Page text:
St. Helena Island is a magical place on the South Carolina coastline where African American men and women have farmed this land and fished this water for centuries–first as plantation slaves, then as freedmen. It’s now one of the last communities on the East Coast that hasn’t been swallowed up by development and tourism. But St. Helena’s way of life is at a crossroads. Buz Kloot and Denise McGill spent the last year (August 2011-July 2012) on the island and used their cameras to see how farmers and fishermen have adapted to the modern world and whether they would be able to pass this rich heritage to the next generation. This video was sponsored by the USDA-NRCS in South Carolina and would not have been possible without the efforts of Amy Overstreet, Public Affairs Specialist and Dianne Leone (District Conservationist) of the NRCS.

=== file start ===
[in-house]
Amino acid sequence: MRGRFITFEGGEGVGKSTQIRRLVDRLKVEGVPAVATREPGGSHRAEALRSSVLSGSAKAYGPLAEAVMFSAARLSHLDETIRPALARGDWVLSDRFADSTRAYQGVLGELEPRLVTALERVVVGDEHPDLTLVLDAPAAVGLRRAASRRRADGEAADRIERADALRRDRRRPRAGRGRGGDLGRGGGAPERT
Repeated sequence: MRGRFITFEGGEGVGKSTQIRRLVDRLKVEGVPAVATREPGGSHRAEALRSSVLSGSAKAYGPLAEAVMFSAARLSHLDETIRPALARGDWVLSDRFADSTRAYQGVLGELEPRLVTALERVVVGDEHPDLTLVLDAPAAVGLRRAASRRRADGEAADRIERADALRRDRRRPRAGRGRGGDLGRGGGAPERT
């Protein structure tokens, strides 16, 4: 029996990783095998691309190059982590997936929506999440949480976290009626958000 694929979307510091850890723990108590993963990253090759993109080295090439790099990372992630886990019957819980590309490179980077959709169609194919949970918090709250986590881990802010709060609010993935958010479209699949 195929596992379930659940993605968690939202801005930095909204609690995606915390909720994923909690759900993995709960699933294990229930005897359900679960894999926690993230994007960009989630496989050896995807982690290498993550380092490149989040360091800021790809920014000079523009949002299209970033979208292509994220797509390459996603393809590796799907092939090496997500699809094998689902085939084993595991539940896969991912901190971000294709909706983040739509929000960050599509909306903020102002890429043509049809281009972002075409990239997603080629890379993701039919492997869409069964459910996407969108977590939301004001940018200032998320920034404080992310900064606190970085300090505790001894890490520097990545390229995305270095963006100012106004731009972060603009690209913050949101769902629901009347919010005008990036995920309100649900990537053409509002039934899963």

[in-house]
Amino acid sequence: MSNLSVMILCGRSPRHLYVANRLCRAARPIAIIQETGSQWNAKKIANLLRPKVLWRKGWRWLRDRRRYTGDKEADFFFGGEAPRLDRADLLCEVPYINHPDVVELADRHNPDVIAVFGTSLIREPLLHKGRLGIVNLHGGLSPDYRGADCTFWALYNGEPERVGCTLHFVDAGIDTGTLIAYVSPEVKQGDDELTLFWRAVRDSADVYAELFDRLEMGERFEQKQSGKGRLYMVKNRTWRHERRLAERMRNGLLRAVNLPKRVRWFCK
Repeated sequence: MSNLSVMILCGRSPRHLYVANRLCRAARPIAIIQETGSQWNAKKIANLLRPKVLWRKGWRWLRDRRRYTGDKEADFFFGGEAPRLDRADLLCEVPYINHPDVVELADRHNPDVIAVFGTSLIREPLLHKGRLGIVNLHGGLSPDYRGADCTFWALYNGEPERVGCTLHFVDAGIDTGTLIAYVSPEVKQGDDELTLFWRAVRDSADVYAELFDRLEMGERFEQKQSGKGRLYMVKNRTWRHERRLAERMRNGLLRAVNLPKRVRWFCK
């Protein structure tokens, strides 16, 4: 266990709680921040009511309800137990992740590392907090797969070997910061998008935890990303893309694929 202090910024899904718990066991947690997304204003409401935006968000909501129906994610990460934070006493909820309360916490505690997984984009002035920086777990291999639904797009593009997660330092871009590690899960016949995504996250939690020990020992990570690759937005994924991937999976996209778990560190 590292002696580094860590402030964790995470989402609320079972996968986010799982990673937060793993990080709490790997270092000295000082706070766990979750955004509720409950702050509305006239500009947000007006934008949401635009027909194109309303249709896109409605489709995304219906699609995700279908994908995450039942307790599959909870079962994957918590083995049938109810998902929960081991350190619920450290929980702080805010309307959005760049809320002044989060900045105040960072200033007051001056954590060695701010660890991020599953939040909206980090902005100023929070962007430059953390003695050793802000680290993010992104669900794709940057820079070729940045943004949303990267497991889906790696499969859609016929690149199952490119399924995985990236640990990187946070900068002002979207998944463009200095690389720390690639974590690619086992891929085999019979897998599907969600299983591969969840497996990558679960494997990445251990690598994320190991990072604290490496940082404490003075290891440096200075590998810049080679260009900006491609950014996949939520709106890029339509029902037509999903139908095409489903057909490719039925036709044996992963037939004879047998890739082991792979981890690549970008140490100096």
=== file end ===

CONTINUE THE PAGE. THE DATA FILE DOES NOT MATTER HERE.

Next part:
For more information about the filmmakers contact Buz Klooot or Denise McGill at firstname.lastname@example.org or MCGILLD@mailbox.sc.edu.
For more information on the NRCS contact Amy Overstreet or Diane leone at Amy.Overstreet@sc.usda.gov or Diane.Leone@sc.usda.gov